Hire Foundation establishes endowment for Ohio State Mansfield engineering students

MANSFIELD, OH – The Engineering program at The Ohio State University at Mansfield is a step closer to offering a four-year degree with a $75,000 endowment from the Hire Family Foundation. The endowment will fund the Jack Hire Engineering Scholarship, the first engineering scholarship to be awarded at Ohio State Mansfield.

“We are making significant inroads in building our Engineering program offerings at Ohio State Mansfield, a critical need identified by our business community partners,” said Dean and Director Stephen Gavazzi. “This scholarship will further our goal of supporting our engineering students on the Mansfield Campus.”

The regional campus is in its third year of offering freshman- and sophomore-level Fundamentals of Engineering, the same core courses engineering students take at the Columbus campus. Thanks to support by Kokosing Construction Company and others, the courses are taught in a state-of-the-art laboratory classroom. Students build upon a pre-calculus and calculus foundation to develop fundamental technical skills to prepare for advanced coursework in any engineering major.

Ohio State Mansfield plans to expand the program to allow local students to complete a bachelor’s degree in at least one specific engineering field from start-to-finish on the Mansfield campus.

Stoneridge, formally Hi-Stat, which was founded by Jack Hire, also has provided internship opportunities to students at Ohio State Mansfield and North Central State College since the inception two years ago of the Business & Industry Internship Program.

Mansfield Campus Partners Awarded National Grant

North Central State College and The Ohio State University at Mansfield are among four Ohio institutions of higher learning who have been awarded a national technical assistance grant from the Ohio Board of Regents to help bolster science, technology, engineering and mathematics (STEM) programs. Ohio is one of five states to receive the national Complete College of America Award from the Leona M. and Harry B. Helmsley Charitable Trust.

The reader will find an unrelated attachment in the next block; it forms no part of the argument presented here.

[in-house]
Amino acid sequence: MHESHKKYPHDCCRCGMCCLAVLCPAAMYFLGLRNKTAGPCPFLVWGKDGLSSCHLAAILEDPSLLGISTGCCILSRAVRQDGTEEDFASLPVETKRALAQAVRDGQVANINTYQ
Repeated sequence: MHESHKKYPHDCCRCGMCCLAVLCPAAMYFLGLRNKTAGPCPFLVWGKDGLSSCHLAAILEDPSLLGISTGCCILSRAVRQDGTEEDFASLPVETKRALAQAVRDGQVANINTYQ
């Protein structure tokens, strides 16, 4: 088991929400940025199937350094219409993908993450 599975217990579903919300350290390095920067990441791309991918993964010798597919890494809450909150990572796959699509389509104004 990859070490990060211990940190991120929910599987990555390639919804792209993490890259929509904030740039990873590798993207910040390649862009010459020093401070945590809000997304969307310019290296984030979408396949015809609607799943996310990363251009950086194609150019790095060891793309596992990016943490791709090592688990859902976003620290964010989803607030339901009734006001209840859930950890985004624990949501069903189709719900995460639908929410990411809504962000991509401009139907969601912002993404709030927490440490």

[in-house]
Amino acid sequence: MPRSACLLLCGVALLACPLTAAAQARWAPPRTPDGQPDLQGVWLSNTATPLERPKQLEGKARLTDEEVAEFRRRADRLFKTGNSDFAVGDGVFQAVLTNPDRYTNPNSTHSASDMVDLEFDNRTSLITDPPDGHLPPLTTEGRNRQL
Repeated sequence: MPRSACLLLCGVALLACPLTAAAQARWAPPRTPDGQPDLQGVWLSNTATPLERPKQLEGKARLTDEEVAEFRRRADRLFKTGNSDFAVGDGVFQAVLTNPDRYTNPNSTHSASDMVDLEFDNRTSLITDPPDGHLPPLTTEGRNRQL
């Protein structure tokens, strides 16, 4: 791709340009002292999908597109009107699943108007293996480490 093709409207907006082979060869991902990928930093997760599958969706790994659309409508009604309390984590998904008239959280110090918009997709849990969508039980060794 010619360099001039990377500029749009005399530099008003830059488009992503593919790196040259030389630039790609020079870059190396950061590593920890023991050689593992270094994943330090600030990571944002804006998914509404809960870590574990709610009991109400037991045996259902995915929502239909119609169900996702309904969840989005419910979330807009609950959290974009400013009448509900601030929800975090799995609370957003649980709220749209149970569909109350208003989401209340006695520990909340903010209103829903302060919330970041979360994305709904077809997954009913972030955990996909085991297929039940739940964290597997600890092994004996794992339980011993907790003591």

The Ohio schools, also including Central State University and Shawnee State University, will receive training to help them strengthen their STEM programs and design pathways to ensure students who sign up for these programs can get into the required courses, graduate on time and receive assistance in finding employment in their fields upon graduation.

“The four campuses selected have shown great leadership in embracing this effort. The leadership of each of these institutions is deeply committed to establishing reforms that improve student achievement in STEM fields, and maximize the in-depth technical assistance provided by this grant,” Board of Regents Chancellor John Carey said.

NC State and Ohio State Mansfield plan to further develop collaborative associate’s to bachelor’s degree programs in engineering with the grant support. NC State advisors will help students identify and be successful in essential STEM courses in order to advance in their engineering major and then continue toward a bachelor’s degree at Ohio State Mansfield.

“We hope to extend this type of advising to other majors in the future,” said Ohio State Mansfield Dean and Director Stephen Gavazzi. “But, we felt that in engineering, if students are not adequately prepared, they don’t usually fare well and there’s a lower success rate.”

“Our strong partnership with OSU-Mansfield, especially in the STEM areas, and through the vision of the one-campus district that we are collaborating on, will take our service to the community to higher levels than ever seen before,” said Dorey Diab, President of North Central State College.

The initiative supports Governor John Kasich’s commitment to having an Ohio workforce that is prepared for the jobs of the global economy.

“Continuing to ramp up our focus on the sciences means Ohioans will have the skills to take advantage of the rising demand for scientists, technology experts, engineers and mathematicians. It also means that Ohio will be able to more effectively compete against other states for jobs requiring these skills,” said Tracy Intihar, director of the Governor’s Office of Workforce Transformation.